[act-ma] 3/26, TUESDAY 7PM EST: Mumia Abu Jamal and Hugo Chavez commentary ~Voices radio

pf soto pfsoto at mynas.com
Tue Mar 26 12:10:16 PDT 2013

Voices From the Frontlines 

*Host: Eric Mann*
*Every Tuesday from 4 - 5pm*
*KPFK Pacifica 90.7 FM Los Angeles, listen live at kpfk.org*

    /*Tuesday,**March 26, 2013 4PM PST:*/

*1. Mumia Abu Jamal in conversation with Eric Mann

2. Readings from Political Prisoners:
Russell Maroon Shoatz and Mumia Abu Jamal

3. Eric Mann Commentary:
"The Life of Hugo Chavez
and the Death of the L.A. Mayoral Elections"*

Mumia Abu Jamal with copy of his book, Live from Death RowRussell Maroon 

*Mumia Abu Jamal

Russell Maroon Shoatz*

We share another conversation between Mumia Abu Jamal and Eric Mann.

Afterward, Eric reads from:

Mumia's book:

*/Live From Death Row/, * 


Russell Maroon Shoatz' book:

*/Readings from Maroon the Implacable/*. 

Hugo Chavez 	

*Eric Mann commentary:*

*"The Life of Hugo Chavez
and the Death of the L.A. Mayoral Elections"*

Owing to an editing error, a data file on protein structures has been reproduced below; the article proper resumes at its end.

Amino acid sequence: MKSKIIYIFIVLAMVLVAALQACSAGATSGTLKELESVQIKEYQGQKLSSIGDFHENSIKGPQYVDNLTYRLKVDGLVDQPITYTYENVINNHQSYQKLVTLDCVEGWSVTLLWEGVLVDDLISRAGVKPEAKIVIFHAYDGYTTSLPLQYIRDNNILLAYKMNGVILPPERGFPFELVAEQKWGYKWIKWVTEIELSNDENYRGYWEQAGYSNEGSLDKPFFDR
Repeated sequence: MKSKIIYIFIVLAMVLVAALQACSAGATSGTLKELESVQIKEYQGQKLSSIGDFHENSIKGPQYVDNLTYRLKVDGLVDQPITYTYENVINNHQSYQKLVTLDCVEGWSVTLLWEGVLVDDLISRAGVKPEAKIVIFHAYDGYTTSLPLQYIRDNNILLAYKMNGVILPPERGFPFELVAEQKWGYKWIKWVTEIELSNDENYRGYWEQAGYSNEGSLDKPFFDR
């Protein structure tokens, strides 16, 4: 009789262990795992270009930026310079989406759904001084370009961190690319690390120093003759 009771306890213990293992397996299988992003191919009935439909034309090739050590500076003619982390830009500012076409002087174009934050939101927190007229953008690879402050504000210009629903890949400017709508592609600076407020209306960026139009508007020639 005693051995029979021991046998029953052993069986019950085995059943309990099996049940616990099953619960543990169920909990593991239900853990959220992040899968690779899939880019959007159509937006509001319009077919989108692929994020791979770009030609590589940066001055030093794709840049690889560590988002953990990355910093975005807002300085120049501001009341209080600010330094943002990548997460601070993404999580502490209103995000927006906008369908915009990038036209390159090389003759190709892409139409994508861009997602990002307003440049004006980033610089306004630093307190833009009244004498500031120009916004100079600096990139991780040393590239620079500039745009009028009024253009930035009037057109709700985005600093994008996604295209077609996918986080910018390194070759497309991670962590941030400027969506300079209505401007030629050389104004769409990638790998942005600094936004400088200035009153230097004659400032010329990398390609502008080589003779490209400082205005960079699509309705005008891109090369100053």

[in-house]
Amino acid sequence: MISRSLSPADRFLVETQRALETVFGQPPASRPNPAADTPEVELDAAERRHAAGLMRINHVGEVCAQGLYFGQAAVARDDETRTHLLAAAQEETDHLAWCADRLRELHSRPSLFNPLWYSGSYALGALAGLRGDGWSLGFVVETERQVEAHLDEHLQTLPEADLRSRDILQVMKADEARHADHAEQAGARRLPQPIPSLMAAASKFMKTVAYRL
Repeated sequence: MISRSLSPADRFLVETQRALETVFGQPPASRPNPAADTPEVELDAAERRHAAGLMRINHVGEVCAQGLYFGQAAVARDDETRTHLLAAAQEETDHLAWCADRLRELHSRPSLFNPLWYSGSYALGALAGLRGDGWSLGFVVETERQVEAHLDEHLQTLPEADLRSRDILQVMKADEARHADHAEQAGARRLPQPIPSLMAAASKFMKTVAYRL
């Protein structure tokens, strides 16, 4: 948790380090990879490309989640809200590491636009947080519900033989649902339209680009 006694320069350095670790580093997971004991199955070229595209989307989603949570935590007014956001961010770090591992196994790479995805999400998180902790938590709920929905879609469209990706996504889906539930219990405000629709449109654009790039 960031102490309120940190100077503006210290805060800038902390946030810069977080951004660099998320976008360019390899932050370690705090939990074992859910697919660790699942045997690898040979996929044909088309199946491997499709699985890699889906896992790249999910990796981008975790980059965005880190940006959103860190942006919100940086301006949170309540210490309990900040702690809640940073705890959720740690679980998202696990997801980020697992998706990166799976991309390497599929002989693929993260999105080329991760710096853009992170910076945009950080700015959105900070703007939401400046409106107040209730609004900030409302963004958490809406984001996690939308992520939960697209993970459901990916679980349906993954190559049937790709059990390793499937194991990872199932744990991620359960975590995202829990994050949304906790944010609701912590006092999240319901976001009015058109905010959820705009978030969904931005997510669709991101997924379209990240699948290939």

Eric will also read his commentary on Hugo Chavez. Text below, please 
post comments here. 


The Life of Hugo Chavez and the Death of the L.A. Mayoral Elections 

Eric Mann

On  Tuesday, March 5, 2013 two events happened of diametrically opposed 
moral and historical significance—the end of the life of the great world 
leader Hugo Chavez and the death of the Los Angeles mayoral elections.

In between yawns and “oh, was there some kind of election in the news 
that I missed?” 8 candidates ran in the “fight for the soul-less city” 
mayor race. The results: City Controller Wendy Greuel and City Council 
member Eric Garcetti will run in another soul-less run-off on Tuesday 
May 21 to see who will carry out the bidding of Eli Broad, the downtown 
business elite, the transnational capitalists, and the LAPD for the next 
four years—the job officially called “Mayor of Los Angeles.” This 
election was met with such a yawn that even the “voting class” -- the 
group of middle-class people with no power and the illusion that they 
have some, forgot to vote. (“Hey, did you know that my brother-in-law